The Awaken Ireland Movement is an example of an approach aimed at empowering the people to create a different future, bringing the people together in a community-based grassroots movement to share information on viable alternatives and to encourage conversations towards a vision for a better future. The challenge will be to base the movement on formulating realistic solutions at local levels in ways that respect differences and allow a voice for the many. Austerity measures are killing the European economy. Not surprisingly Goldman Sachs and other investment organizations are at the root of the problem; they are strategically staffing Europe’s government and the Central Bank with hard-hearted investment bankers more interested in the concerns of the financial sector than those of the people. These ex-European Commissioners and former central bankers are helping the banks gain access to those in power.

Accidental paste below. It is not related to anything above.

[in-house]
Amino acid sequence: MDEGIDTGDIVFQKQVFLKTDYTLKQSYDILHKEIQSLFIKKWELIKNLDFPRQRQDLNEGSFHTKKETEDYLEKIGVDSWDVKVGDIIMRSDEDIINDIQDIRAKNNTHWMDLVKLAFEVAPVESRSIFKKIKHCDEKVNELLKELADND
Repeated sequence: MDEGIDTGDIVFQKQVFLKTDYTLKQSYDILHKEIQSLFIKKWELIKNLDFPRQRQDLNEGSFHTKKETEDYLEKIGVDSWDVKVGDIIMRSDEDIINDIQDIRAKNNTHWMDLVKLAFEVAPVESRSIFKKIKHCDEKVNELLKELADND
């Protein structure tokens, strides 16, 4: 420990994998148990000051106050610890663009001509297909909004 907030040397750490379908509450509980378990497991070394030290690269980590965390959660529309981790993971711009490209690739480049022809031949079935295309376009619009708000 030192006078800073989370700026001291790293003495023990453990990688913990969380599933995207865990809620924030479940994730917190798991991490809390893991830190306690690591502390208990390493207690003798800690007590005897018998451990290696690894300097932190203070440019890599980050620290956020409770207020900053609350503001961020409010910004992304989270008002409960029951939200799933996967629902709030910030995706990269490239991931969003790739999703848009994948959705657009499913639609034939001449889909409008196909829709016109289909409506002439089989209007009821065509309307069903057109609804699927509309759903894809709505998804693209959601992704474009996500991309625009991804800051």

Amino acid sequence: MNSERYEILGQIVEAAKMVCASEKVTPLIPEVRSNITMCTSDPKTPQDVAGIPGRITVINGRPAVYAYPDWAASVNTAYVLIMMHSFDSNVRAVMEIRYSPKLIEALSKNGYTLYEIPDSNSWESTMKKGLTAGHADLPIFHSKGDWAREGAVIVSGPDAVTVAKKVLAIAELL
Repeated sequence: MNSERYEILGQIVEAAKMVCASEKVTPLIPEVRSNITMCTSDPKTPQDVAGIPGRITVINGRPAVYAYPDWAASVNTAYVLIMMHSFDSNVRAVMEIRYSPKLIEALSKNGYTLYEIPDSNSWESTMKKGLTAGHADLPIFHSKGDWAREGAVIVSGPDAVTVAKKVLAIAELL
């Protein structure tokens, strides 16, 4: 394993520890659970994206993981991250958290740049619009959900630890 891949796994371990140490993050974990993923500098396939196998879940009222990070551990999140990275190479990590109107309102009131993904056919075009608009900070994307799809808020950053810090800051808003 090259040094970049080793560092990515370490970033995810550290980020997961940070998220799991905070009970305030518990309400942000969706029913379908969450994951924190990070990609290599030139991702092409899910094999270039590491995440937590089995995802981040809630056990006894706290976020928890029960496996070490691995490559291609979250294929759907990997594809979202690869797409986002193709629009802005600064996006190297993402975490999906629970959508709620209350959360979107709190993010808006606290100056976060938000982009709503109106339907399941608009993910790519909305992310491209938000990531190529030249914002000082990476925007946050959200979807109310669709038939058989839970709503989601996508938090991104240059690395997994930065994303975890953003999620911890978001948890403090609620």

I thought that it was worth posting this information on behalf of a group called CUBE (Campaign to Use Buildings that are Empty)
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Carbery Housing Association was set up ten years ago by local West Cork residents, who could see that local people and new arrivals were unable to find affordable housing to rent in West Cork. As a result they were obliged to emigrate, or to live in unacceptable conditions, dependent on state Rent Allowance. Because of this CHA has made several attempts to progress sustainable housing projects, notably in Bantry (Kinaith-Fineen and Slip) but on all occasions our proposals have been rejected by Cork County and Town Councils.
Today the housing situation nationally is in shambles. A recent University College of Dublin study has found that there are around 345,000 empty homes in Ireland that are standing empty and unused. Some are in need of repair, but the majority would be immediately habitable. At the same time Local Authority housing lists have grown to over 80,000 households.
In view of this, CHA has decided to concentrate on trying to bring empty properties into use. The Government has recently introduced a new scheme to lease private empty properties, where the DEHLG will pay up to 80% of the market rent to the property owner, on the basis of a 10 to2 0 year lease. The tenant pays the equivalent of a Council rent, to cover the management and maintenance of the property.